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Calling the shots

"Calling the shots" Continued...

Issue: "Dead heat," Sept. 22, 2012

One looming concern for charity clinics: What will be the effect of the Affordable Care Act ("Obamacare")? The law gives much more money to FQHCs, causing some free clinics to rethink their mission. Should they become FQHCs or remain as they are? As Pat White put it, "Do we morph into something else? Or stay true to our mission?"

Michael Sowyak, executive director of Shelter Health Services in Charlotte, decided he does not want to change to a business model by chasing Medicaid reimbursements: "If we did that, we wouldn't be able to take 45 minutes for someone who needs extra help. … It would be 10 to 15 minutes per person, get them in and out, to maximize revenue. … They need more than just coming and getting a prescription. They need to have their hand held. They need to be shown respect."

Peggy Dator, president of the Free Clinic Association of Pennsylvania, says some clinics in her network might try to become FQHCs because they struggle to recruit enough volunteer staff. Dator also serves as executive director of a large free clinic in Doylestown: "The clinic I work with partners with a hospital, so we have an overabundance of volunteers. That's not true even half an hour north."

Even if they wanted to become FQHCs, she says, some free clinics might not be located in areas that qualify as underserved: "There are poor people all over, but we just aren't poor enough."

John Mills is managing director of Empowering Community Healthcare Outreach (ECHO), an organization that helps churches and other nonprofits to open medical clinics for the poor. Since 2005, the Fort Worth-based nonprofit has helped plan or open 48 medical clinics around the country, sending consultants to work at no charge with interested people in rural and urban communities.

Mills says even if a charity clinic wants to become an FQHC, funding isn't likely to be available: "It's still going to be really competitive. … Extremely unlikely that you are going to be funded. The money will be going to expansion of existing clinic sites." He sees FQHC paperwork as onerous-"Doing the basic reporting for Medicaid requires a staff to do just that"-and a major downside for doctors who want to practice medicine without having to think about the federal middleman.

Susan Post, executive director of Esperanza Health Center in Philadelphia, says her clinic, which serves a mostly Hispanic population, became an FQHC in 2006. She says government grants for the uninsured and government malpractice insurance help her clinic provide good care. She says what Esperanza wants the government has wanted: 24/7 accessibility, comprehensive care for the whole person, and integrated social services. She even sees an upside to the detailed end-of-year reports the government demands, calling them management tools: "Those are the kinds of things I ought to be doing."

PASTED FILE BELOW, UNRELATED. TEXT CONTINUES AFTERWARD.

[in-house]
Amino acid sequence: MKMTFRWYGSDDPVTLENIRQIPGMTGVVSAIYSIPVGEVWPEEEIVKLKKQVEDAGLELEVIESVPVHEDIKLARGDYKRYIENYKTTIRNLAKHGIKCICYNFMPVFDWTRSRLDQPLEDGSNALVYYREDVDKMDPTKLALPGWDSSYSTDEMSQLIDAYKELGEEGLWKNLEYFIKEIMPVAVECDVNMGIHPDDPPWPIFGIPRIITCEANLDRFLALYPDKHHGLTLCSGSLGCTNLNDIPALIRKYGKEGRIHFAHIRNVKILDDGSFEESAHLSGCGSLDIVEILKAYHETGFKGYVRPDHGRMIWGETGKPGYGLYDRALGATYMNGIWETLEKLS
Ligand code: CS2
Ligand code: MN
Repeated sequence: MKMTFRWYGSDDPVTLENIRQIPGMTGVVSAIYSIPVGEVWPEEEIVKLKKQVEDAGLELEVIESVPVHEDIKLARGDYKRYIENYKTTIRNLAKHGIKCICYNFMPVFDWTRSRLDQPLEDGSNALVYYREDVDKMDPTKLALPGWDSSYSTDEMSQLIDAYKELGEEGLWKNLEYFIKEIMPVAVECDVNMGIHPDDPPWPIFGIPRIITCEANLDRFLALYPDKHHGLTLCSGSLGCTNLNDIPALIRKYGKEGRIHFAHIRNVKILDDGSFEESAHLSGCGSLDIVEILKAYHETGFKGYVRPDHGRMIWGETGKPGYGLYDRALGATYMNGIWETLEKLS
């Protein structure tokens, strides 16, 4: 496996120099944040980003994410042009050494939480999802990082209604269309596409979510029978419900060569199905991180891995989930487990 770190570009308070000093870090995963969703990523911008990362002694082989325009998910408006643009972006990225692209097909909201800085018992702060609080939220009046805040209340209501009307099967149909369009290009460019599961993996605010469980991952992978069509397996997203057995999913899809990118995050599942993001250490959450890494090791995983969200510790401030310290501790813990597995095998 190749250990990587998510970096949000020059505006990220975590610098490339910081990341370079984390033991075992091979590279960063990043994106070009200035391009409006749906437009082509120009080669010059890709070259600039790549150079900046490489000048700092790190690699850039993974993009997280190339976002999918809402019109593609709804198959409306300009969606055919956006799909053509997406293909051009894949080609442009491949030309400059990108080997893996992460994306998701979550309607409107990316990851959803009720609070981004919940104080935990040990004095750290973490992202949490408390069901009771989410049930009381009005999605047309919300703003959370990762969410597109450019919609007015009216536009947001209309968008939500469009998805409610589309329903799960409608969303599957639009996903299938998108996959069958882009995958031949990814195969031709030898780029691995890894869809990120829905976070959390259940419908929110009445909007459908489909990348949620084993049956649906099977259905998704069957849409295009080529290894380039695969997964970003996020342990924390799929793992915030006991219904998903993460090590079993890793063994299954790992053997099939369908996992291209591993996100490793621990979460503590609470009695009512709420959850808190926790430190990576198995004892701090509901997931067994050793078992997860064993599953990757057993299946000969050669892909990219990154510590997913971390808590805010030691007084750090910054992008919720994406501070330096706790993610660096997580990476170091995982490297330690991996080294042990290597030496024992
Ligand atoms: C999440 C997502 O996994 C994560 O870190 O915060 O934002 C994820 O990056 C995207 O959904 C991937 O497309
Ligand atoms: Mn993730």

Esperanza's leaders did not want to risk the clinic's explicitly Christian personality, so they highlighted the clinic's Christian mission in their application-and so far, Post says, government money has not changed the mission or its expression. Clinic staffers "offer prayer a lot." Most patients want staff members to pray with them because they "want the Lord in their lives." But Post is aware of recent government actions that threaten freedom of conscience: "We'd rather walk away than change the way we practice," she says, but doing so would "be hard … a very difficult thing."

And there's the danger. If Congress overturns the Hyde and Weldon Amendments, which guarantee that FQHCs don't have to perform or refer for abortion, Christian clinics will be in trouble. The same goes if Congress or an administration acts to prevent FQHCs from hiring people who share their mission. For example, FQHC groups have to tell patients where they can obtain contraceptives, but they don't have to provide contraceptive services themselves. That could change-and as Post acknowledges, walking away from the money would be hard.

Of course, these days even privately funded charity clinics have to navigate tricky waters to provide healthcare for the poor. Diane Steward of Puget Sound Christian Clinic notes some of the hurdles: "We've talked with lawyers, insurance agents, pastors and church administrators, negotiating agreements to use space in several churches and nonprofits and provide healthcare together. ... We called city licensing departments in several different communities to ensure we are meeting all legal and licensing requirements in each community."

But at the end of the day, private charity clinics answer only to their patients and funders-not to bureaucrats or legislators who have become increasingly hostile to religious expression: Just ask Catholic Social Services in Boston whether it's still able to provide adoption and foster care services.

Susan Olasky
Susan Olasky

Susan pens book reviews and other articles for WORLD as a senior writer and has authored eight historical novels for children. Susan and her husband Marvin live in Asheville, N.C. Follow Susan on Twitter @susanolasky.

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